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Why Bathing Is Important for Canaries

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Canaries need to bathe regularly, between two and four times a week. This prevents the appearance of mites and will give them a better quality of life.
Why Bathing Is Important for Canaries
Last update: 27 December, 2022

Most people are aware of the need to bathe their dogs, cats, or even rodents because they can easily get dirty and generally have more freedom to move around. But bathing is also important for birds, such as canaries. In fact, it’s essential to give your canary a bath now and again.

Just like with dogs and other hairy mammals, harmful substances and pathogens can find their way into a bird’s feathers even if they never leave their cage. If you want to know how to bathe your canary effectively and safely, then read on to find out more!

Bathing is important for canaries too

Despite what you might think, the domestic canary (Serinus canaria domestica) is a fairly clean species. Adults will spend a significant part of the day grooming themselves and spreading their feathers with protective oils which are secreted in the uropygial gland.

This gland plays a vital role in the canary’s immune system and fulfills various functions, such as:

  • Creating oils to make the feathers waterproof.
  • Secreting vitamin D precursors, which are converted into vitamin D when they come into contact with the sun. Then, the canary will reingest them it grooms itself.
  • These oils also have some antimicrobial effects.

So, canaries are far from being dirty. However, living in dry environments in people’s homes can dry out their features. This can lead to flaking and reduce the insulating effect of the features. It can even lead to infections. So, bathing is really important for canaries.

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How do you bathe a canary?

The answer couldn’t be simpler. All you have to do is place a small bowl of water in your canary’s cage and they’ll do the rest. Generally, how much your canary needs to bathe will vary depending on the season:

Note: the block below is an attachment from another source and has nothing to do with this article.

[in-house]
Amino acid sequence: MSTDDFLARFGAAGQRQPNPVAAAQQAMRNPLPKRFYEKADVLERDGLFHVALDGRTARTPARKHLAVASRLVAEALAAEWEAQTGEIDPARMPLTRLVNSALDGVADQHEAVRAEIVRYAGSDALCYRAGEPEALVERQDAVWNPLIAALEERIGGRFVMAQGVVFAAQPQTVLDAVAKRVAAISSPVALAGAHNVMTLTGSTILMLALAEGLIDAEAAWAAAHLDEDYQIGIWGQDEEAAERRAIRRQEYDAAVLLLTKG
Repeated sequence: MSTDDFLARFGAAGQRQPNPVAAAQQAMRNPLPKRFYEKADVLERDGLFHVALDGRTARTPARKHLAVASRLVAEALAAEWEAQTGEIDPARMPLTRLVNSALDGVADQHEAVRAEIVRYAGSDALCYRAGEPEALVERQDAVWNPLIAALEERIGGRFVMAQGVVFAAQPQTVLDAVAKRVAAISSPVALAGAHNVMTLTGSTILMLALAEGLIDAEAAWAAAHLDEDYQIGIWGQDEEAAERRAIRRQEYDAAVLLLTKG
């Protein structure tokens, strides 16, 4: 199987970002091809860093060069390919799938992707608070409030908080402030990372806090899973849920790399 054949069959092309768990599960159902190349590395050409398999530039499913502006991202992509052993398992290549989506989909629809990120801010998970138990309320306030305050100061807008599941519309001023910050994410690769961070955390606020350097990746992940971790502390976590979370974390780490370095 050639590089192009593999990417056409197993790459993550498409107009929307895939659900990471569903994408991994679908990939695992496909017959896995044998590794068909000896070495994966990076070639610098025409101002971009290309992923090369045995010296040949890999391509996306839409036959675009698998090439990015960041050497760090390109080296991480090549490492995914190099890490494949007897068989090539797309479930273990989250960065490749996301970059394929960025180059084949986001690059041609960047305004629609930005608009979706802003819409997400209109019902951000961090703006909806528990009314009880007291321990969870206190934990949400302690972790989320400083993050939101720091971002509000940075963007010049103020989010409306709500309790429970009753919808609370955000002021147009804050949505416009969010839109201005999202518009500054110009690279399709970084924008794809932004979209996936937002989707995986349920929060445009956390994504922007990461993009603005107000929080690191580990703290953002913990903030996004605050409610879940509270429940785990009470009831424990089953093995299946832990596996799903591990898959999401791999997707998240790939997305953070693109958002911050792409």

• In winter, they should bathe at least twice a week.
  • In summer, because of the heat and the risk of dehydration, they should have their bathing water available at least four times a week.

Ideally, you should place their bathing water in the cage in the morning. This is when they instinctively go to clean themselves. If they bathe themselves at night, they might go to sleep with wet feathers, and this can be risky in the long run.

The body temperature of most domestic birds is between 104 and 108°F. This means that it’s important to make sure that their water is warm so that they don’t suffer from the shock. It’s also important to make sure that their cage isn’t in a place where there are strong air currents. Otherwise, your canary will get cold immediately after bathing.

Finally, remove the bathing water from the cage as soon as you see that they’re finished. Otherwise, they might try to drink it, and since it’s likely to be dirty, this isn’t such a good idea.

It might seem obvious, but canaries can’t swim, so make sure the bowl isn’t too deep!

Water types and other considerations

Interestingly enough, there are different types of water that you might want to give to your canary for their bathing needs. Here are the most common:

  • Warm tap water for regular bathing. This is what you should give them most of the time.
  • Water with bath salts for canaries. Special bath salts for canaries can be an extra addition to help keep their feathers bright and protect their health. If you can, try to use them during the period when your canary is molting.
  • Vinegar water. Add a splash of apple cider vinegar to their bathing water every now and again. It acts as an antiparasitic.

It’s also important to mention that all canaries like bathing. If your bird shows a reluctance to bathe itself, you could use a spray or water mister on the cage a couple of times a week. This will make sure that you don’t stress your canary, especially if it’s just like a short rain shower.

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As you can see, bathing is certainly important for canaries and shouldn’t be underestimated. But simply placing a shallow bowl of water in their cage four times a week will keep them happy, healthy, and hygienic!

All cited sources were thoroughly reviewed by our team to ensure their quality, reliability, currency, and validity. The bibliography of this article was considered reliable and of academic or scientific accuracy.

  • Baños para canarios, canaricultores.com. Recogido a 12 de noviembre en https://canaricultores.com/trucos-y-consejos/banos-para-canarios/

This text is provided for informational purposes only and does not replace consultation with a professional. If in doubt, consult your specialist.